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What We’ve Learned From Steve Jobs

Todd Gerstein
CEO & Founder
Smart WebParts, LLC

When I was a kid, Thomas Edison was my hero. Edison tested over 3000 filaments before he came up with his version of the practical light bulb. As shocking as it may seem, this was not his greatest invention. The miracle of Edison was providing light and power to the masses.

Jump forward 130 years.  Today, in my mind, Steve Jobs is the Thomas Edison of our generation. His greatest inventions: the iPod, iPhone, iPad and Mac computers. His miracle – providing these amazing computing devices to the masses.

It’s not new for someone in technology to say they admire Steve Jobs, or that they hope their company emulates Apple. But that doesn’t make it any less true. For me and my colleagues at Smart WebParts, Steve Jobs and Apple provide a constant source of inspiration.

We are lucky to be in Silicon Valley, just minutes from the Apple campus. We have friends in the company. What Apple is doing draws the constant attention of the press. The tech community is constantly dissecting their moves. Whenever we are in doubt, we ask “What would Steve Jobs and Apple do?”

In his role as businessman, he’s taught us that it’s usually better to follow your instincts and perhaps most importantly, dream big.

As an innovator, he’s taught us to – as the Apple tagline goes – think different, and in so doing we’ve engaged our imaginations and creative talents in the service of developing products that solve problems that were either deemed intractable or that our clients didn’t even know they had.

Below are some of my favorite qualities of one of our favorite leaders and his company.

Simplicity and Quality of Design

Steve Jobs understands that people need and crave an experience that is as simple and intuitive as possible, reducing friction and promoting total ease of use.

As he put it: “We tried to make something much more holistic and simple. When you first start off trying to solve a problem, the first solutions you come up with are very complex … But if you keep going, and live with the problem and peel more layers of the onion off, you can often times arrive at some very elegant and simple solutions. Most people just don’t put in the time or energy to get there.” [MSNBC and Newsweek interview, Oct. 14, 2006]

Beyond elegant, intuitive design, Apple products are known for their stability and quality. This derives from Jobs’ expectations that his company’s products should work flawlessly.

Attention to Detail

Jobs is famous for this, which is really a commentary on how rare this is in the business and tech worlds. In a world where shortcuts and substitutions and the like are no big deal, Jobs has made it known that at Apple, shoddiness and cheapness won’t be tolerated.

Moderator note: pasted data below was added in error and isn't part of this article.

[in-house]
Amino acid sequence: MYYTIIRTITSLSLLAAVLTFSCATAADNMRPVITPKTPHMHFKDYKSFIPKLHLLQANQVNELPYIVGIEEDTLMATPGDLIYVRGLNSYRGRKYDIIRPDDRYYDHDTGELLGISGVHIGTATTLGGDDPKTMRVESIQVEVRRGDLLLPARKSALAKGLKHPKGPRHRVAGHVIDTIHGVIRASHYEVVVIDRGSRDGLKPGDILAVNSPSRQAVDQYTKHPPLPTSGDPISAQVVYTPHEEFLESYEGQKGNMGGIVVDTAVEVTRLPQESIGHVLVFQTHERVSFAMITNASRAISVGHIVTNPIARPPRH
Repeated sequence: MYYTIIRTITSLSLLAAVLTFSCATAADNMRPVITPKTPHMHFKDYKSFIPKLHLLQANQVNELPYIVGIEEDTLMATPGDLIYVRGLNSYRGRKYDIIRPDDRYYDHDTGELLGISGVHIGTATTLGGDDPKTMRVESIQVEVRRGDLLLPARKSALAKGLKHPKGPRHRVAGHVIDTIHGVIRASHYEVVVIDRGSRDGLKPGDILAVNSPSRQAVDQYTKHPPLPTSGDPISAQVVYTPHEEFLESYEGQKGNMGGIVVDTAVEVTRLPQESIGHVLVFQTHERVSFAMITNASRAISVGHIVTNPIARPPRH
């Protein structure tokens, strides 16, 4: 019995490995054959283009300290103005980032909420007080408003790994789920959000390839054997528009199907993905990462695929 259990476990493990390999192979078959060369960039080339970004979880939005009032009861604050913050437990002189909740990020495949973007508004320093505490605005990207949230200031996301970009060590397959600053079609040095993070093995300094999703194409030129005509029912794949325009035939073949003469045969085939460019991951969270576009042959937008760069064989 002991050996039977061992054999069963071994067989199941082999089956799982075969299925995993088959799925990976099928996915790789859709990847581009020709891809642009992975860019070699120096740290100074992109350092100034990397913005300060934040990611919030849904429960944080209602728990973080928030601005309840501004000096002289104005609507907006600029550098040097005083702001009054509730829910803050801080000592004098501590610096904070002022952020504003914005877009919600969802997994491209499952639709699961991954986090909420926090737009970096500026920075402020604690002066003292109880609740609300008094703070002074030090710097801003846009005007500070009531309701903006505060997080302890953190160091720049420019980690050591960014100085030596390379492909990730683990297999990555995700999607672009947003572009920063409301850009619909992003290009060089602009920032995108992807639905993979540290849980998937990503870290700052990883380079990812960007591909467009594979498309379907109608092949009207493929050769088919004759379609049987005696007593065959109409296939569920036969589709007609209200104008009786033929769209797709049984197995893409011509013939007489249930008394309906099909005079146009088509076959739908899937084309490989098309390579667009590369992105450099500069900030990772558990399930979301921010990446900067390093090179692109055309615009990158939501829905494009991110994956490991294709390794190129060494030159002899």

Jobs said: “When you’re a carpenter making a beautiful chest of drawers, you’re not going to use a piece of plywood on the back, even though it faces the wall and nobody will ever see it. You’ll know it’s there, so you’re going to use a beautiful piece of wood on the back. For you to sleep well at night, the aesthetic, the quality, has to be carried all the way through.”

Persistence and Respect

Though Jobs has had his share of professional trials (not to mention the personal ones), he has never given up on his vision. He was forced out at Apple in 1985, but found a way to return 12 years later, remaking it into one of the most successful companies ever.

That kind of persistence, along with a respect for what he had created and for the customers his products served, inspires us.

Anticipate What Your Customers Need, and Then Serve Them

Instead of doing market research and focus groups, Jobs decided he would invent products that his customers could never have dreamed of, but that he was certain they would want. That’s the mark of a visionary.

As he said (and note the date!): “That doesn’t mean we don’t listen to customers, but it’s hard for them to tell you what they want when they’ve never seen anything remotely like it. Take desktop video editing. I never got one request from someone who wanted to edit movies on his computer. Yet now that people see it, they say, ‘Oh my God, that’s great!’” [Fortune, January 24 2000]

Trust in Your Vision

In Jobs’ now famous 2005 commencement speech at Stanford, he said:
“You can’t connect the dots looking forward; you can only connect them looking backwards. So you have to trust that the dots will somehow connect in your future. You have to trust in something — your gut, destiny, life, karma, whatever.

I didn’t see it then, but it turned out that getting fired from Apple was the best thing that could have ever happened to me. The heaviness of being successful was replaced by the lightness of being a beginner again, less sure about everything. It freed me to enter one of the most creative periods of my life.”


In a way, everything Steve Jobs believes in seems so obvious: Simplicity, quality, value, innovation and service. It would seem old-fashioned and mundane if it weren’t so startlingly revolutionary and rare.

In a world where most people think alike, act alike, sell alike and consume alike, Steve Jobs not only thinks differently, but is teaching others how to think differently, too.

At the end of the day, he isn’t selling a mass-produced product to a market, even though he is. He’s selling something that he personally loves to an individual whom he hopes will love it just as much as he does.

Steve Jobs gets technology and he also gets people. That’s his magic combination.